Chances Are Good Your Friends Let You Down
Are you in your 20s? 30s? 40s? Are you single? Married? Do you have kids? No? Busy at work? Unemployed? Are you a living, breathing human being? If so, there’s a pretty good chance that your friends let you down at least once, but probably a lot more.
They’re the friends that couldn’t hang out any more after they started dating someone. They’re the friends that reply to texts 3 days later. Or never. They never answer when you call, and are only available when it’s convenient for them.
They’re the friends that always have a new explanation as to why they can’t hang out. They say they’ll help you move, but have better plans come up and then no call, no show, and don’t answer your call or texts.
I used to think that this was a phenomenon of entering your 30s. People have more serious and time-consuming jobs, they’re starting to get married and have kids, so of course they have less time for their friends. But no, that’s not true.
When I think about it, I saw the same stuff in college. You would plan something and people would say they’d “try” to make it. But really that just meant they’d see if any better plans came up between now and then. If nothing better came up and they were in the mood that day, they’d grace you with their presence. Hooray!
It’s maddening! What do you do when your friends let you down? How many times do you forgive them and show them grace?
Do you keep offering to hang out? Do you keep calling and texting? Or do you just give up on them? I’ve learned a few things from experience that have helped me to maintain my sanity.
What to Do When Friends Let You Down
- First, don’t take it personally. Nine times out of ten, it’s not you, it’s them. Chances are very good that the way they’re treating you is the same way that they treat all of their friends. Maybe they’re just rude. Maybe they’ve never been taught proper social skills and etiquette. They might have a lot on their plate right now that you don’t know about. Maybe they’re suffering from social anxiety or some other invisible illness. You don’t know every detail of even your best friend’s life. Don’t assume that the way they’re acting has something to do with you personally.
- Second, accept that people aren’t perfect. Humans aren’t capable of perfection at all times. If you hold someone to that standard, you are guaranteeing that they’ll let you down. Throw in some variables like being overwhelmed, tired, hormonal, or hungry at any given moment, and the chances of imperfection go way up! Yes, their imperfection in friendship feels personal to you when your friends let you down. But you’ve probably unintentionally hurt others in your less-than-perfect moments as well.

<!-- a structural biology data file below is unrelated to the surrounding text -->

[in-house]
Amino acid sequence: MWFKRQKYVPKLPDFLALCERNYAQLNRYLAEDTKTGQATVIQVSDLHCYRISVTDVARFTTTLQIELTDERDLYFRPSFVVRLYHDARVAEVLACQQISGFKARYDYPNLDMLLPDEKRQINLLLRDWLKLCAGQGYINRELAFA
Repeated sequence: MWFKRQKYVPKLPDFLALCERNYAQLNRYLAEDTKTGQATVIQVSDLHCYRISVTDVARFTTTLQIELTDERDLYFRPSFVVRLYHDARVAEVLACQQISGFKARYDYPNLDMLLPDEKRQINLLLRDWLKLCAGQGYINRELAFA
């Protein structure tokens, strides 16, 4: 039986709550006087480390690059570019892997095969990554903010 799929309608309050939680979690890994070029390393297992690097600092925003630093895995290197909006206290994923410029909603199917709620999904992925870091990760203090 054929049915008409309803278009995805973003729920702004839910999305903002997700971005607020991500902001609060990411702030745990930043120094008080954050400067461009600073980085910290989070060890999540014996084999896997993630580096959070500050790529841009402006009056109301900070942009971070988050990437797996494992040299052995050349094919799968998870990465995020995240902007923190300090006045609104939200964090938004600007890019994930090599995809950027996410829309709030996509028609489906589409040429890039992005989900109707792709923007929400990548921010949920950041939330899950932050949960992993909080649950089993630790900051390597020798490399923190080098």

- Third, understand what you’re capable of controlling. You can’t control your friend. What you can control is how you allow them to impact you. Pastor Charles Swindoll famously said, “Life is 10% what happens to me and 90% how I react to it.” Is frustration over a delayed text or cancelled plans worth ruining your entire day? Is it worth raising your blood pressure or inducing anxiety? Probably not. Don’t allow others to control your happiness.
- Fourth, be the bigger person. This has always, always worked in my favor. Yes, it’s tempting to return poor behavior to someone dishing it out to you. But that (a) usually results in drama, and (b) excuses your friend’s behavior in a way. They’ll then have some ammo to throw back at you. “Yes, I did XYZ, but then you did it right back to me!” I have never once regretted exercising good character when someone has wronged me. I leave the situation with a clear conscious, people outside of the friendship have no issue with me, and my friend appreciates how I’ve reacted and often apologizes.
- Fifth, be a better friend to others. Make this a learning opportunity about the kind of friend that you want to be to others. If it makes you feel disliked by your friend when he’s never available to spend time together, make time for other friends when they invite you to hang out. If delayed text or email replies annoy you, be sure to be prompt in replying to others. Nelson Mandela once said, “I never lose. I either win or learn.” Don’t make their behavior a losing opportunity. Make it a learning opportunity.
- Finally, be open to making new friends. If your friend isn’t consistently in your life, you can either (a) leave that gap unfilled or partially filled by your absent friend, or (b) make a new friend. This doesn’t mean you have to cut the old friend out of your life. It just means you have that many more people to share life with. So be open to connecting with new friends. Strike up conversations with people that seem interesting in line at the grocery store, sitting next to you at church, or keeping their kids alive while you keep your kids alive at the pool. If talking to strangers isn’t your thing, then join a community club or a small group at your church.
Wrap It Up
When your friends let you down, it can make you feel disappointed, sad, or even angry. For your own sanity, don’t take it personally, and try to accept that people aren’t perfect. Understand what you’re capable of controlling. Be the bigger person and a better friend to others, and be open to making new friends.
People will let you down your entire life. Encouraging, right? But you are always in control of how others affect you. Enjoy the friendships that you have, but don’t allow your friends, or anyone besides yourself, to have the final say on your happiness.
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